How to run meetings without authority
Aka how to spark disconfirming analysis for better decisions
When you’re running any consequential discussion among business leaders, as a young professional you may find yourself in one of two situations: the discussion converges too quickly OR it moves around in circles.
The best way for you to drive such a discussion is to steer it in the right direction. And that direction is away from preconceived position-taking AND toward open exploration.
𝐓𝐡𝐞 𝐠𝐨𝐚𝐥 𝐨𝐟 𝐚𝐬𝐤𝐢𝐧𝐠 𝐠𝐨𝐨𝐝 𝐪𝐮𝐞𝐬𝐭𝐢𝐨𝐧𝐬 𝐬𝐡𝐨𝐮𝐥𝐝 𝐧𝐨𝐭 𝐛𝐞 𝐭𝐨 𝐚𝐩𝐩𝐞𝐚𝐫 𝐢𝐧𝐭𝐞𝐥𝐥𝐢𝐠𝐞𝐧𝐭 𝐨𝐫 𝐭𝐨 𝐦𝐚𝐤𝐞 𝐬𝐮𝐫𝐞 𝐚𝐧𝐬𝐰𝐞𝐫𝐬 𝐚𝐫𝐞𝐧’𝐭 𝐯𝐚𝐠𝐮𝐞. 𝐓𝐡𝐞 𝐠𝐨𝐚𝐥 𝐢𝐬 𝐭𝐨 𝐬𝐭𝐮𝐝𝐲 𝐛𝐨𝐭𝐡 𝐭𝐡𝐞 𝐬𝐞𝐞𝐧 𝐚𝐧𝐝 𝐭𝐡𝐞 𝐮𝐧𝐬𝐞𝐞𝐧. 👀
If you’re in a position to influence but you don’t have authority, you want to turn the collective attention to the unseen.
I used to kick things off by setting the table and sharing the dinner menu with all guests until I realized my guests will just have what they want to have in the order they prefer. It is natural to become frustrated or judgmental in such a moment. If you’re like me, a small change can help you.
The desire for group harmony often shows itself in narrow problem framing (‘X is the only viable option so the question really is should we do X or not’). On the other hand, endless debate often springs from not knowing (or not agreeing on) the most important thing, so you have people, like at a party, arguing about completely different things without realizing so.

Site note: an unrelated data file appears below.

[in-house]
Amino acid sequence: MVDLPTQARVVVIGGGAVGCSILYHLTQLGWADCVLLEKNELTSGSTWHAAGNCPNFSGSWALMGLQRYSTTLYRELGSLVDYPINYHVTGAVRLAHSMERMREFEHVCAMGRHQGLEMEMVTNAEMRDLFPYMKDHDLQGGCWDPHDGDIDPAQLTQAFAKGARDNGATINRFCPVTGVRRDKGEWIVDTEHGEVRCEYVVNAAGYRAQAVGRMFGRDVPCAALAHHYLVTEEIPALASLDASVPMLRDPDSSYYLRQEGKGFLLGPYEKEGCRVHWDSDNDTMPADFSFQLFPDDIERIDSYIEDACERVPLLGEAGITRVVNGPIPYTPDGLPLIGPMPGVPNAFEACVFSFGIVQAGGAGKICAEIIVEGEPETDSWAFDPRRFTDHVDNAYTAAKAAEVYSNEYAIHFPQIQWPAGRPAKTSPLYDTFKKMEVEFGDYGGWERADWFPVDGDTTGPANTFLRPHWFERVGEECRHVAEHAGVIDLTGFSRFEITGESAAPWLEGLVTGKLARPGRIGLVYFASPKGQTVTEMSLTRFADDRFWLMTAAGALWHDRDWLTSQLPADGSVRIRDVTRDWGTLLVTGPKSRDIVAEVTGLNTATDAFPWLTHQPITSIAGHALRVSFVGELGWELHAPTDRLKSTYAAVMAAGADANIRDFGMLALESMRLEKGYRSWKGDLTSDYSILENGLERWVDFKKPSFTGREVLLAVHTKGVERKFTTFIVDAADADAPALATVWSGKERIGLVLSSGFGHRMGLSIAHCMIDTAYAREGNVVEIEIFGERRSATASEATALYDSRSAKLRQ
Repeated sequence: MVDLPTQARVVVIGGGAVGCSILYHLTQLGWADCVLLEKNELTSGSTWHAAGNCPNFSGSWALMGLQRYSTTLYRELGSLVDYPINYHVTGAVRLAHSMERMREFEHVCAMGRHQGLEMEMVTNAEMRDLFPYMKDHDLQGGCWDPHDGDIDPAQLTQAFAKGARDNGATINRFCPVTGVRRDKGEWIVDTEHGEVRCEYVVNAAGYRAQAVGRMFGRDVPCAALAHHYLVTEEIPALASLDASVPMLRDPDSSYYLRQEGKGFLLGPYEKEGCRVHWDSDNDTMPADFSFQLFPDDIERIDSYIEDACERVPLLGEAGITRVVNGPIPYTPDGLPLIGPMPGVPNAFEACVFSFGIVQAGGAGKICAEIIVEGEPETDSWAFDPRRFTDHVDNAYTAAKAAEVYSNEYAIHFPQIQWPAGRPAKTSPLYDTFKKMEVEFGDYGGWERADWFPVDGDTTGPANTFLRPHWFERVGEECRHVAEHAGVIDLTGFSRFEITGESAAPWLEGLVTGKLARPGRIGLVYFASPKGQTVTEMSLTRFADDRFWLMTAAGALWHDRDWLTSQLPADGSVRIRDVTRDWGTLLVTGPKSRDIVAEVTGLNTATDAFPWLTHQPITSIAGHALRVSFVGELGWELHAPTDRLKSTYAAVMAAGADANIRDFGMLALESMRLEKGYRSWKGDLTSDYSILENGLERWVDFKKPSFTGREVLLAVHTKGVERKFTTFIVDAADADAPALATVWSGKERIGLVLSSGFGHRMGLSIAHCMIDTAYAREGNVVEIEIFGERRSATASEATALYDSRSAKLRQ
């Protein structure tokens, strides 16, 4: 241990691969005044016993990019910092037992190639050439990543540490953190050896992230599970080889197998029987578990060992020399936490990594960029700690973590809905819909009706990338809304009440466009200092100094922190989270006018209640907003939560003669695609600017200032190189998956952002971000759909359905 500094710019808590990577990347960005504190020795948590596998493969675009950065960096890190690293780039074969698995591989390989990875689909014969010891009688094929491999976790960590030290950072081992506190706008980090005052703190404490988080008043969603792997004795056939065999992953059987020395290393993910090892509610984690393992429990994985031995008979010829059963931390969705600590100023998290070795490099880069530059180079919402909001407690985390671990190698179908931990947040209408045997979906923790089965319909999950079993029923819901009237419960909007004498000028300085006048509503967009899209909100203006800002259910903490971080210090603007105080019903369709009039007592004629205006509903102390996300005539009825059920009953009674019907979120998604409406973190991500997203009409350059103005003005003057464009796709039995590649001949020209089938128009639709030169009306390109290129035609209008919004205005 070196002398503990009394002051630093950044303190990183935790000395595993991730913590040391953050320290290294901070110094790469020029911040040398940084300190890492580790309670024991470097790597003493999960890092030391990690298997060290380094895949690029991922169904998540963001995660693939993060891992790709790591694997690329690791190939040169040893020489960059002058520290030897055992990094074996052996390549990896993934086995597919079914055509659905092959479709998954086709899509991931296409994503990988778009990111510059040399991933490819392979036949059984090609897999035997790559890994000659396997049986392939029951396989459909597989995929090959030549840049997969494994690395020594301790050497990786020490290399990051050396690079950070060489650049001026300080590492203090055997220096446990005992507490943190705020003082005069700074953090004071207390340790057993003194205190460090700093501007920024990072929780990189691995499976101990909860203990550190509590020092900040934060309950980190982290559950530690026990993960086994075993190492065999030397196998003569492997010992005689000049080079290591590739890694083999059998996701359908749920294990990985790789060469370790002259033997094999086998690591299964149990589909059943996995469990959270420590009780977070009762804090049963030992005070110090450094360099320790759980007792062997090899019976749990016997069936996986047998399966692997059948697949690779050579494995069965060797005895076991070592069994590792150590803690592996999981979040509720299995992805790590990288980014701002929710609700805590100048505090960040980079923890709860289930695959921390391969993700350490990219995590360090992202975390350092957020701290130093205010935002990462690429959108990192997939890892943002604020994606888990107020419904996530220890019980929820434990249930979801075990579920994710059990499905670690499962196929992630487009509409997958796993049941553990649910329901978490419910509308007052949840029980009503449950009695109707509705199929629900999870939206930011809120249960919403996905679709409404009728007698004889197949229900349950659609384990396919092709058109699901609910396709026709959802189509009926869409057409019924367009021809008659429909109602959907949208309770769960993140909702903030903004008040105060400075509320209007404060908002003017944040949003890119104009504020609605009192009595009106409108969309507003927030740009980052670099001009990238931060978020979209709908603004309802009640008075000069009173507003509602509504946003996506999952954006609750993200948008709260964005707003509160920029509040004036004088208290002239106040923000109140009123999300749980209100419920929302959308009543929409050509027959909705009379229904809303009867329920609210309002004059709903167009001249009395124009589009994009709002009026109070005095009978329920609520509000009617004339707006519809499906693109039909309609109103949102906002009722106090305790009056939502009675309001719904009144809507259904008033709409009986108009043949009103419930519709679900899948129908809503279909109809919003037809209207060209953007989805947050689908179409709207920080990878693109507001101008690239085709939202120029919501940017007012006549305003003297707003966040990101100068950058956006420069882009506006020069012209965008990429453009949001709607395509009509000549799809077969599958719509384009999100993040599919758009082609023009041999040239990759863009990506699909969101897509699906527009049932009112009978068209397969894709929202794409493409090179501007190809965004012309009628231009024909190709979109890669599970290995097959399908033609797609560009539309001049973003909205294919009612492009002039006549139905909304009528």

Roger Martin, author of The Opposable Mind, suggests issuing the decision-making group a simple challenge without challenging their world view. This is how you could frame it.
💡‘Let’s stop for a moment debating which option is best or which view is right. Let’s take each option on the table and ask: What would have to be true for this option to be the right answer? What is the evidence that would convince us about an option?’
The question works in two ways: 𝐢𝐭 𝐝𝐫𝐚𝐰𝐬 𝐚𝐭𝐭𝐞𝐧𝐭𝐢𝐨𝐧 𝐚𝐰𝐚𝐲 𝐟𝐫𝐨𝐦 𝐭𝐡𝐞 𝐛𝐞𝐥𝐢𝐞𝐟𝐬 𝐨𝐟 𝐭𝐡𝐞 𝐚𝐧𝐬𝐰𝐞𝐫𝐞𝐫 and 𝐢𝐭 𝐭𝐫𝐢𝐠𝐠𝐞𝐫𝐬 𝐚 𝐬𝐞𝐚𝐫𝐜𝐡 𝐟𝐨𝐫 𝐜𝐨𝐧𝐝𝐢𝐭𝐢𝐨𝐧𝐬 𝐢𝐧 𝐰𝐡𝐢𝐜𝐡 𝐚𝐧 𝐨𝐩𝐭𝐢𝐨𝐧 𝐢𝐬 𝐭𝐡𝐞 𝐛𝐞𝐬𝐭 𝐨𝐧𝐞.
A belief-based argument is seldom productive. An evidence-focused exploration is almost always is. The way to make that switch is through a simple reframing.
So the next time you want to spark disconfirming views without appearing contrarian, ask out loud ‘What would have to be true for this to be right?’